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Maine to be first for tidal energy
The United States’ first commercial tidal energy project is expected to deliver electricity in September to consumers in Maine.
Portland, Maine, company Ocean Renewable Power Co. unveiled the first dam-less tidal generator this week for its Cobscook Bay project, off the coast of Eastland, which known for its powerful tides.
The project at first will supply electricity to 75-100 households and ultimately will power more than 1,000 homes and businesses.
Under a 20-year power purchase agreement electricity from the site will be sold to three Maine utilities, starting at 21.5 cents a kilowatt hour, nearly double the state’s average electricity price of 11.21 cents a kilowatt hour, The Boston Globe reports.
In 2010, the U.S. Department of Energy awarded a $10 million grant to ORPC for the project.
Citing the upcoming launch of the device in the bay, along with the 20-year PPA, Ocean Renewable President Chris Sauer told Maine’s WCSH News that “the combination of those two things will certainly attract the additional investment that we need.”
In a statement this week timed with a dedication ceremony at Cobscook Bay, U.S. Energy Secretary Steven Chu said the tidal energy project “represents a critical investment to ensure America leads in this fast-growing global industry, helping to create new manufacturing, construction, and operation jobs across the country while diversifying our energy portfolio and reducing pollution.”
“Developing America’s vast renewable energy resources is an important part of President Obama’s all-of-the-above energy strategy to create jobs and strengthen U.S. global competitiveness,” Chu said.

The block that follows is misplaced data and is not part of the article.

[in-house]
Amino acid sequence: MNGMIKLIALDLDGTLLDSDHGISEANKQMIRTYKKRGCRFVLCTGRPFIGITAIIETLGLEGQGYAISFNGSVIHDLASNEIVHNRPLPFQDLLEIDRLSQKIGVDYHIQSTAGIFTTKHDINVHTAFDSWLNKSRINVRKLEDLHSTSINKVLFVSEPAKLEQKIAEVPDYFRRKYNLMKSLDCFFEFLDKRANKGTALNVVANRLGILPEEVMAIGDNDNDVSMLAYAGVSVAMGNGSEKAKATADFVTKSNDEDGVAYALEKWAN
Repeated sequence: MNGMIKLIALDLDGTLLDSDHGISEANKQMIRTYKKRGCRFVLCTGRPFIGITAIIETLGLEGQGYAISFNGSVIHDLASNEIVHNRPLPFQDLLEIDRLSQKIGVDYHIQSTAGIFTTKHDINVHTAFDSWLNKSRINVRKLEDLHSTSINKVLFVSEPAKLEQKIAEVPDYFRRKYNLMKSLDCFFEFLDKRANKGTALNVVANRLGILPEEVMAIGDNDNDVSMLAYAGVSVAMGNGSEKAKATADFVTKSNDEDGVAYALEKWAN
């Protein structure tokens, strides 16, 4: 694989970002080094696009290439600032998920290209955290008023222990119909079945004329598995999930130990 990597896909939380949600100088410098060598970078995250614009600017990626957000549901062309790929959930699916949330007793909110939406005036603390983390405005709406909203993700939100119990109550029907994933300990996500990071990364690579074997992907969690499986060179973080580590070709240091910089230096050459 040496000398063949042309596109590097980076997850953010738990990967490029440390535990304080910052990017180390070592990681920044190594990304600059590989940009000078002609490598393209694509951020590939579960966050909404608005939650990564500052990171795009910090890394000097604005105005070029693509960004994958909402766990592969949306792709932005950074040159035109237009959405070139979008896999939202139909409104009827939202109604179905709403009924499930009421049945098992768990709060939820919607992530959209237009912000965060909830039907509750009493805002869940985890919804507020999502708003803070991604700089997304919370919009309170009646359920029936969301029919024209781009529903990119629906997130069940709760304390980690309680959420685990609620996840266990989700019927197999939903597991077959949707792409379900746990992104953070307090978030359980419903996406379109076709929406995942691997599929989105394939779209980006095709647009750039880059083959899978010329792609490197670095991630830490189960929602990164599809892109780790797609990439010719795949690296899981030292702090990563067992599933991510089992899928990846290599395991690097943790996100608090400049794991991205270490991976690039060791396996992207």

A Energy Department tidal energy resource assessment released earlier this year indicates a potential of 250 terawatt hours of electricity could be generated annually from the country’s tidal currents, with “major opportunity” hotspots for developments along the East Coast, as well as in Alaska and Hawaii.
Ocean Renewable’s cross-flow “TidGen” device measures 95 feet by 50 feet and will stand 31 feet tall on its seabed foundation.
After the unit is operational, the Department of Energy requires a visual inspection every 12 weeks for the first year, the Bangor Daily News reports. That entails the use of a large, barge-mounted crane to lift the 90,000-pound turbine out of the bay, then reattaching it to its seabed foundation after the inspection.
U.S. Sen. Susan Collins, R-Maine, said the state is well-positioned to lead the country in tidal energy development, noting that the project “is one example of the type of actions we need on a national scale to stabilize energy, prevent energy shortages, and achieve national energy independence.”
Copyright 2012 by United Press International